Adjacency and secession

Janet Roitman


What matters is not what we know but how we learn. This principle of inquiry shapes Paul Rabinow’s life work. It is also an ethics, an aspiration. This principle sustains the practice of problematization, or the delineation of zones of inquiry in terms of the conceptual interconnection of problems. In contrast to anthropological practice that is defined by the perpetual critique of existing relations, Rabinow assumes a mode of adjacency so as to consider the ways that we give form to objects of inquiry and to intelligible concepts. Adjacency is a commitment to actualize a differential—not to reproduce perpetual critique, but to practice inquiry as a mode of form-giving. And it entails secession, or a movement towards experimentation in diverse media. The secessionist move doesn’t revert to the authority of theory or ontology. It is a commitment to new forms, new futures, confidence in the future.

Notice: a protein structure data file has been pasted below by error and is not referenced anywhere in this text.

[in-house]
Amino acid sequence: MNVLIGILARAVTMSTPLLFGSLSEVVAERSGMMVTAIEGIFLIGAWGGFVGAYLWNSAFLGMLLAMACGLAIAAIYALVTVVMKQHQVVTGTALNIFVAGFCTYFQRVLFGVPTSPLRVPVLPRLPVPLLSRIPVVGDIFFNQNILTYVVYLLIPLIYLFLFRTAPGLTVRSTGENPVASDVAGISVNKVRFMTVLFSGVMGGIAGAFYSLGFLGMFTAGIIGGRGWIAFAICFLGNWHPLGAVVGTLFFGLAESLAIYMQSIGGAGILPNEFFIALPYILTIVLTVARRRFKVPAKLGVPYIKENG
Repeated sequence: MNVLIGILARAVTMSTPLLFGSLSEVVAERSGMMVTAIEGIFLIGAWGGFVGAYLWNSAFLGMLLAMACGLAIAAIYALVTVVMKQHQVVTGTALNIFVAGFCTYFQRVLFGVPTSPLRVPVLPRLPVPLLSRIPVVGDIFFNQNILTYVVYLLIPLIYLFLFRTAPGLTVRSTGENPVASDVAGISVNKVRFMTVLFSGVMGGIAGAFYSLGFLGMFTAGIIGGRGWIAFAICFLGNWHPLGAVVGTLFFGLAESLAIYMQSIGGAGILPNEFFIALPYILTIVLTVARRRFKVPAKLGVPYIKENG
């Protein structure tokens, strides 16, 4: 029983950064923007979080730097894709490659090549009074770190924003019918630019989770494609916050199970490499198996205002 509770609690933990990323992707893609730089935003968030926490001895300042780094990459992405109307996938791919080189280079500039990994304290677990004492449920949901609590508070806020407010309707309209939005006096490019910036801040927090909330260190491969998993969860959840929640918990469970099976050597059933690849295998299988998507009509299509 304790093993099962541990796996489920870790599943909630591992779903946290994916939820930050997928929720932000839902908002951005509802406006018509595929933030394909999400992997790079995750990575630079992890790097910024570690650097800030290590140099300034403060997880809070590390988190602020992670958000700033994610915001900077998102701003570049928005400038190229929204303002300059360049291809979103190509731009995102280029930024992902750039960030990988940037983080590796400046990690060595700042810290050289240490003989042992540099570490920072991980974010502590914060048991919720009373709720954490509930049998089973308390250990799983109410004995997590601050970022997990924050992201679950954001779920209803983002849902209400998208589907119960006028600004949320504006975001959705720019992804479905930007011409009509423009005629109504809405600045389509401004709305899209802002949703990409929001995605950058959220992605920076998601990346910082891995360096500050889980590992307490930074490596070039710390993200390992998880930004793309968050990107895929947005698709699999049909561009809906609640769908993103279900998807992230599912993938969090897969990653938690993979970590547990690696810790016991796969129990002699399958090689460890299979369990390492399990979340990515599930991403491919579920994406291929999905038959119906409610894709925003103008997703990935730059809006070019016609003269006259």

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DOI: https://doi.org/10.1086/716846